>> listings", and so forth is just complete unadulterated twaddle. The
    >> statements about "owners of newsgroups" are more of the same, alas.

    >
    >
    > http://en.wikipedia.org/wiki/Usenet
    >
    > Looks like a star topology


    How can you look at a portion of the network, a partial sketch of 3
    servers amongst thousands, and declare this to be a star network? Maybe
    you should have read instead of just looking at pictures:

    "One notable difference between a BBS or web forum and Usenet is the
    absence of a central server and dedicated administrator. Usenet is
    distributed among a large, constantly changing conglomeration of servers
    that store and forward messages to one another. These servers are
    loosely connected in a variable mesh. This is similar to the complex
    transportation plan of a city. There are multiple ways to get to any
    point in the city. If one of those ways is blocked for some reason,
    there is always another avenue available to get there. In this manner,
    the User Network or Usenet allows newsgroup postings to reach their many
    destinations robustly."

    This is what a star network looks like:
    http://en.wikipedia.org/wiki/Star_network

    It is completely unsuitable for Usenet robustness, as mentioned in the
    article:

    "The primary disadvantage of a star topology is the high dependence of
    the system on the functioning of the central hub. While the failure of
    an individual link only results in the isolation of a single node, the
    failure of the central hub renders the network inoperable, immediately
    isolating all nodes. The performance and scalability of the network also
    depend on the capabilities of the hub."

    >
    > Microsoft "owns" the microsoft.* groups. Whether they wish keep it
    > listed on the backbone listing, its up to them and yes, there is a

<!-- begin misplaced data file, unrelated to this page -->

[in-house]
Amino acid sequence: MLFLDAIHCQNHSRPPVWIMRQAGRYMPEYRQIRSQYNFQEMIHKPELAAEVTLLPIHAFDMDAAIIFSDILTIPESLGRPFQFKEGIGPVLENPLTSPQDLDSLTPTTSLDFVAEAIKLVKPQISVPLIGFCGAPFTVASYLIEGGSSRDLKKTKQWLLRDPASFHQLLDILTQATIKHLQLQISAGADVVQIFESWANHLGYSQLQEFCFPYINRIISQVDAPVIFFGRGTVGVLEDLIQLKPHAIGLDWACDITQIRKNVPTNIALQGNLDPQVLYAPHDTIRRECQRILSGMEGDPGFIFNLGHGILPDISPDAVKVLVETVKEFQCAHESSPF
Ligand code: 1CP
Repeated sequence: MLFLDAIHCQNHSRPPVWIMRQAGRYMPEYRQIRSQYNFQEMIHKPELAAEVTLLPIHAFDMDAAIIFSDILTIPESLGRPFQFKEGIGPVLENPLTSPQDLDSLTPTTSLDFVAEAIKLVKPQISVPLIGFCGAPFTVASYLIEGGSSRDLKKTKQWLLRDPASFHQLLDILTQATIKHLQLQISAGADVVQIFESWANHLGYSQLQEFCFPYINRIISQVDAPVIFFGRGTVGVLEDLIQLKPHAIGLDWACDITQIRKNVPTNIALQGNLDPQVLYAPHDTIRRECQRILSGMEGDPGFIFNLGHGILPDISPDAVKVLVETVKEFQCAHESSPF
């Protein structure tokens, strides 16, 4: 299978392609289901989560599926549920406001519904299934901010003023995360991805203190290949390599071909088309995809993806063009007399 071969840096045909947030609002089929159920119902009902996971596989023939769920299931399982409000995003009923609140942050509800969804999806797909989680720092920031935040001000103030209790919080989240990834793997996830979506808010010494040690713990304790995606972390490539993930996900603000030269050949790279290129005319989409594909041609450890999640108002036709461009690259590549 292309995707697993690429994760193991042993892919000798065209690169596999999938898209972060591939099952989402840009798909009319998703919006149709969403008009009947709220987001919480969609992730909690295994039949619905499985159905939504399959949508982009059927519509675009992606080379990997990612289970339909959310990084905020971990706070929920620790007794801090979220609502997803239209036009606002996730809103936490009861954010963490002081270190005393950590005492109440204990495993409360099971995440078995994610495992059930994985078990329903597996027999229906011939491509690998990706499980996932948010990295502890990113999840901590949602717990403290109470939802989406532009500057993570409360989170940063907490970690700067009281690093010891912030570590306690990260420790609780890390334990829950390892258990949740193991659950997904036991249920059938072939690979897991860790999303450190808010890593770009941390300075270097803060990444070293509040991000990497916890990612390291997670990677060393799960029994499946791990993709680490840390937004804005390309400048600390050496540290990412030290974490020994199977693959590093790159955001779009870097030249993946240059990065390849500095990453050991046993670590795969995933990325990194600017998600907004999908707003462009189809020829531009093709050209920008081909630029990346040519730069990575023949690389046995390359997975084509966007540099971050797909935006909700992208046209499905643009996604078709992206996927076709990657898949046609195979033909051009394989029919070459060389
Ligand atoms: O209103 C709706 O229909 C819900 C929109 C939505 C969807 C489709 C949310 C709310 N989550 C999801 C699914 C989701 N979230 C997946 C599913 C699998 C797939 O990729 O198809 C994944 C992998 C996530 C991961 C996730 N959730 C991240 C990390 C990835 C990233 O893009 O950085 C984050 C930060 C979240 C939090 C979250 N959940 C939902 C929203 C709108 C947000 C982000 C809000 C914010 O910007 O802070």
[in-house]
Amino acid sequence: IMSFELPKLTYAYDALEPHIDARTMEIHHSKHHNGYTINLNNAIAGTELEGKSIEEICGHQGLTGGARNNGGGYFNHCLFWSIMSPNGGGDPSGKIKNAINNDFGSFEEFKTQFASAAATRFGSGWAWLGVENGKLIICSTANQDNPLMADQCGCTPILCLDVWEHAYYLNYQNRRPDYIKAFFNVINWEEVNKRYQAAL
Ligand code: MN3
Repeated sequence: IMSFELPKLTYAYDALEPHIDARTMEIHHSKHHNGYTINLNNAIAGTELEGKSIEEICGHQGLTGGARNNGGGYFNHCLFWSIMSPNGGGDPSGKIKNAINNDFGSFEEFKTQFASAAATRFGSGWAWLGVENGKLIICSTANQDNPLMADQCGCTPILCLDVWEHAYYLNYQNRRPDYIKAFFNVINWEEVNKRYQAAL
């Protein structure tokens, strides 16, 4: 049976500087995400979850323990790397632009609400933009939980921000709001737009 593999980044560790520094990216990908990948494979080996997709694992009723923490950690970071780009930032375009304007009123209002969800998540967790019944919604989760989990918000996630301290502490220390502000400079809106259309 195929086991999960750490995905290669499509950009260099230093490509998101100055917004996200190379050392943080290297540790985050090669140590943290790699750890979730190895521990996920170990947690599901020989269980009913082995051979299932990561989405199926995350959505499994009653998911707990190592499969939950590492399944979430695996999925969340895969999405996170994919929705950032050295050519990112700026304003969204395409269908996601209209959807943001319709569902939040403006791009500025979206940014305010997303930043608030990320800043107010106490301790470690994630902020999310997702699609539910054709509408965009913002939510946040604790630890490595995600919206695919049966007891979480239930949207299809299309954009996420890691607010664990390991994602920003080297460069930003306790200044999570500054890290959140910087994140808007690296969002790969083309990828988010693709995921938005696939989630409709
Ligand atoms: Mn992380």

> "administrator" that issues controls.
    >
    >> Of course, the fact that this is Usenet is almost certainly part of
    >> the problem for Microsoft. It has no control.

    >
    >
    > Not true, they can ask to get it remove. If they don't others have the
    > power (IETF, ISC.ORG) to remove it from the listing.


    IETF? ISC.ORG? Do you even know what are the missions and mandates of
    these organizations? Here is a hint, it has to do with protocols and
    technical aspects of Usenet/Internet traffic, they don't have any powers
    whatsoever to force anyone to do anything and they certainly wouldn't
    get involved in any squabbles between individuals or entities about
    newsgroups!

    John
     
    John John - MVP, May 8, 2010
    #36
  17. John John - MVP wrote:

    > Hector Santos wrote:


    >> http://en.wikipedia.org/wiki/Usenet
    >>
    >> Looks like a star topology

    >
    > How can you look at a portion of the network, a partial sketch of 3
    > servers amongst thousands, and declare this to be a star network? Maybe
    > you should have read instead of just looking at pictures:



    As I stated in the beginning of your onslaught:

    A mesh is just a form of a star network.

    And I further added:

    Now, in a mesh, redundancy may be part of the expectation with
    duplicity considered a lower overhead operation then it was in